Not any more

Canada’s airlines gird for battle

In Canada on August 5, 2010 at 11:48

Air Canada AC.B-T and WestJet Airlines Ltd., WJA-T in recovery mode after the recession, are preparing for step up their fight for passengers against Porter Airlines Inc. in the crucial battleground of Central Canada.

Calin Rovinescu, Air Canada’s chief executive officer, said Thursday that he is keen to resume service at Billy Bishop Toronto City Airport, possibly by the end of 2010. Porter has held a monopoly on commercial flights at Billy Bishop since it launched operations in October, 2006.

Air Canada is slated to deploy its regional Jazz affiliate to fly from the airport, located on an island near Toronto’s downtown business core.

WestJet has transferred an executive, Duncan Bureau, to Toronto to oversee the Calgary-based carrier’s service from Toronto’s Pearson International Airport. WestJet has been attempting to lure leisure and business travellers with discounted fares on the Eastern Triangle of Toronto, Montreal and Ottawa. Air Canada also flies from Pearson, the country’s largest airport.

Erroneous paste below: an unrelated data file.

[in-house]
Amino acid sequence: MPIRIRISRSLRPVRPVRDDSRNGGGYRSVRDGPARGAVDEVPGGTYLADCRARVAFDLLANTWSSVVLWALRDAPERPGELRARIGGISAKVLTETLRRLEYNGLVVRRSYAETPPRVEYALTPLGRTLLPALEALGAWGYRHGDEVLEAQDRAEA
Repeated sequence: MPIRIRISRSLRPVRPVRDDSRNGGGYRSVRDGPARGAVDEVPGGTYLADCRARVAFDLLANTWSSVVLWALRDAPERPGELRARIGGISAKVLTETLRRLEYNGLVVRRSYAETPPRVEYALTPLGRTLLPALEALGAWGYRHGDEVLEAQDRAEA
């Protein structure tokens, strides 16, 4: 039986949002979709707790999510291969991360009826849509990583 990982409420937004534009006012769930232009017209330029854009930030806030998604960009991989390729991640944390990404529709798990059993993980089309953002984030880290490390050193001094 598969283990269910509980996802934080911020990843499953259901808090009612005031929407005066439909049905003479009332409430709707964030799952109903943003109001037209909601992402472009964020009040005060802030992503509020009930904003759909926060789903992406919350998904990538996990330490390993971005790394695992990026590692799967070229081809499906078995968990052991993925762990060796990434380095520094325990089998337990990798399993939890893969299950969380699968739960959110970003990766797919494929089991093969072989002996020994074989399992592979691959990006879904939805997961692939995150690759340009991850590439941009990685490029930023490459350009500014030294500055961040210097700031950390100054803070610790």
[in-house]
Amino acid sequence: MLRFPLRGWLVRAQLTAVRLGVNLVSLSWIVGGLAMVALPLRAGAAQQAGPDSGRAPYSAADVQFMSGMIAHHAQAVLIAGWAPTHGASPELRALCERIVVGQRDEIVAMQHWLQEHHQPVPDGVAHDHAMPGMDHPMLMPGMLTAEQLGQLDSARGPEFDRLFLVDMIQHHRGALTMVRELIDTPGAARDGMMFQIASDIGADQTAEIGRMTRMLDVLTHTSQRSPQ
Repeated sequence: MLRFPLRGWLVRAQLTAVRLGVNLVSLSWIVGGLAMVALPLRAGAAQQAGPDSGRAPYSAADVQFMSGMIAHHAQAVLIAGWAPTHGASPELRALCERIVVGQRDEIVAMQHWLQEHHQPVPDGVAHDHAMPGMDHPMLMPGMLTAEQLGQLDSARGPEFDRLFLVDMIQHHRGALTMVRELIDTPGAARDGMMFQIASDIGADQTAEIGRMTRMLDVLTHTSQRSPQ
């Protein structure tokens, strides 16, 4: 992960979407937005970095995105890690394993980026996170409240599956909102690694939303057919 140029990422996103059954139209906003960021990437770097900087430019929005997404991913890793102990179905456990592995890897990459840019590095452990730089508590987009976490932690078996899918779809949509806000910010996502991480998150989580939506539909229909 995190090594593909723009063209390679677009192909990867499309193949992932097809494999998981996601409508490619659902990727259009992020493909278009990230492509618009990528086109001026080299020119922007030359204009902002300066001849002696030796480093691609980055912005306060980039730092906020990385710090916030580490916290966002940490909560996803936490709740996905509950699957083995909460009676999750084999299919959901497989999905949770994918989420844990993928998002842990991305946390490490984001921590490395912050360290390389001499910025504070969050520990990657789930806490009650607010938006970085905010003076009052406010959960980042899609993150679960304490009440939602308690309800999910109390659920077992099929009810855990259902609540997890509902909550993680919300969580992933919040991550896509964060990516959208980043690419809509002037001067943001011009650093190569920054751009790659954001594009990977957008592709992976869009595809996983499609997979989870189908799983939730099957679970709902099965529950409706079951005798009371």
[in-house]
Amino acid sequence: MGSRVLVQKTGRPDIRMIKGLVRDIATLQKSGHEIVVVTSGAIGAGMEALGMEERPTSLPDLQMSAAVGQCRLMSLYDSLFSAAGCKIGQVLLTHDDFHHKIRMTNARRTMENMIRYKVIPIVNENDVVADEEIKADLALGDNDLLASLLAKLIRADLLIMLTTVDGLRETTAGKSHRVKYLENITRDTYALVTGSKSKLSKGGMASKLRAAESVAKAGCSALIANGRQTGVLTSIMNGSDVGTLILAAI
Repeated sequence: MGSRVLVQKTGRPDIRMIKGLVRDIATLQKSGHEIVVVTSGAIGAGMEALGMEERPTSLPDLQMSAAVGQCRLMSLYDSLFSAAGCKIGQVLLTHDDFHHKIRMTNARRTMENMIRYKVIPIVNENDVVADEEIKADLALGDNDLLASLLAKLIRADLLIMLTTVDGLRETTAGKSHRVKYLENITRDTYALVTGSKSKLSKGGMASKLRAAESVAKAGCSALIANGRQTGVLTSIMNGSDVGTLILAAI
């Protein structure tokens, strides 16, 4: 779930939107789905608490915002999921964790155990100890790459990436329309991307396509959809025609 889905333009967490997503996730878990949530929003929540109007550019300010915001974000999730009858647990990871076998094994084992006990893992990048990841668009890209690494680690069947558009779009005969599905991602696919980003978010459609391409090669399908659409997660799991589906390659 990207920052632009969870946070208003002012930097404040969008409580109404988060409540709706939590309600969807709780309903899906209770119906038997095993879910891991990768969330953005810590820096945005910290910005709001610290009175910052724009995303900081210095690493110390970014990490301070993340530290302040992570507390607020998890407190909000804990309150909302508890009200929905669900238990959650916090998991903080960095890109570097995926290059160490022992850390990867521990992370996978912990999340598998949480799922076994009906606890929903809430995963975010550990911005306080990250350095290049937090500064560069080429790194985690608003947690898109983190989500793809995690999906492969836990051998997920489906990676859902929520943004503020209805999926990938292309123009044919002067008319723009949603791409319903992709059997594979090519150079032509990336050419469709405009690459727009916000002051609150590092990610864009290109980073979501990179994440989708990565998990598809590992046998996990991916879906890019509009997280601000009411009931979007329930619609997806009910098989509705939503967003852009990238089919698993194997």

Mr. Rovinescu said Air Canada will be holding talks with the Toronto Port Authority, which oversees the awarding of takeoff and landing slots at the island airport.

He made the comments during a conference call Thursday, after announcing that Air Canada posted an operating profit of $75-million in the second quarter, an improvement over an operating loss of $113-million in the same period last year.

However, the Montreal-based carrier lost $203-million in the second quarter, when taking into account a $54-million charge for interest expenses and foreign-exchange losses of $156-million. In the same period in 2009, Air Canada earned $155-million, aided by foreign-exchange gains of $355-million.

WestJet posted a $21-million profit in the second quarter, up from $9.2-million a year earlier.

The load factor, or the proportion of seats filled by paying customers, rose at Canada’s two largest carriers.

WestJet’s load factor was 80.7 per cent in July, up from 76.4 per cent in the same month of 2009.

Air Canada’s July load factor, including Jazz, rose to 84.9 per cent from 83.6 per cent. The latest load factor marked a record high for the month of July at Air Canada and Jazz.

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